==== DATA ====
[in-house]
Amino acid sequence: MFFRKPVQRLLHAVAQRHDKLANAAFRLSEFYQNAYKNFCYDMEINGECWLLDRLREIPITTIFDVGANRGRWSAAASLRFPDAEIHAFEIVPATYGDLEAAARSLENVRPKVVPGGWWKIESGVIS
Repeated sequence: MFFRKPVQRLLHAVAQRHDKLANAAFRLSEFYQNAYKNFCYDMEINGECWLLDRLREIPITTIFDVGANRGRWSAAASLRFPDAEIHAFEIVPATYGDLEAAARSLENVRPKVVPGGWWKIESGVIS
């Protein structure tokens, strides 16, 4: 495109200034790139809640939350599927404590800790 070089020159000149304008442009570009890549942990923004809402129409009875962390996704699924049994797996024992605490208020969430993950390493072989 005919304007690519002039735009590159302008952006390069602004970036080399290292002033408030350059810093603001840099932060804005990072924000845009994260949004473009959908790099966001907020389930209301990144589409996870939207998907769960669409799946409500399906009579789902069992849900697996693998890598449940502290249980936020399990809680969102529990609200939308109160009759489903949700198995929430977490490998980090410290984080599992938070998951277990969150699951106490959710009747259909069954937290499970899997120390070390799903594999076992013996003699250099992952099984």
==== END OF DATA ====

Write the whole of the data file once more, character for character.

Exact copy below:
[in-house]
Amino acid sequence: MFFRKPVQRLLHAVAQRHDKLANAAFRLSEFYQNAYKNFCYDMEINGECWLLDRLREIPITTIFDVGANRGRWSAAASLRFPDAEIHAFEIVPATYGDLEAAARSLENVRPKVVPGGWWKIESGVIS
Repeated sequence: MFFRKPVQRLLHAVAQRHDKLANAAFRLSEFYQNAYKNFCYDMEINGECWLLDRLREIPITTIFDVGANRGRWSAAASLRFPDAEIHAFEIVPATYGDLEAAARSLENVRPKVVPGGWWKIESGVIS
């Protein structure tokens, strides 16, 4: 495109200034790139809640939350599927404590800790 070089020159000149304008442009570009890549942990923004809402129409009875962390996704699924049994797996024992605490208020969430993950390493072989 005919304007690519002039735009590159302008952006390069602004970036080399290292002033408030350059810093603001840099932060804005990072924000845009994260949004473009959908790099966001907020389930209301990144589409996870939207998907769960669409799946409500399906009579789902069992849900697996693998890598449940502290249980936020399990809680969102529990609200939308109160009759489903949700198995929430977490490998980090410290984080599992938070998951277990969150699951106490959710009747259909069954937290499970899997120390070390799903594999076992013996003699250099992952099984």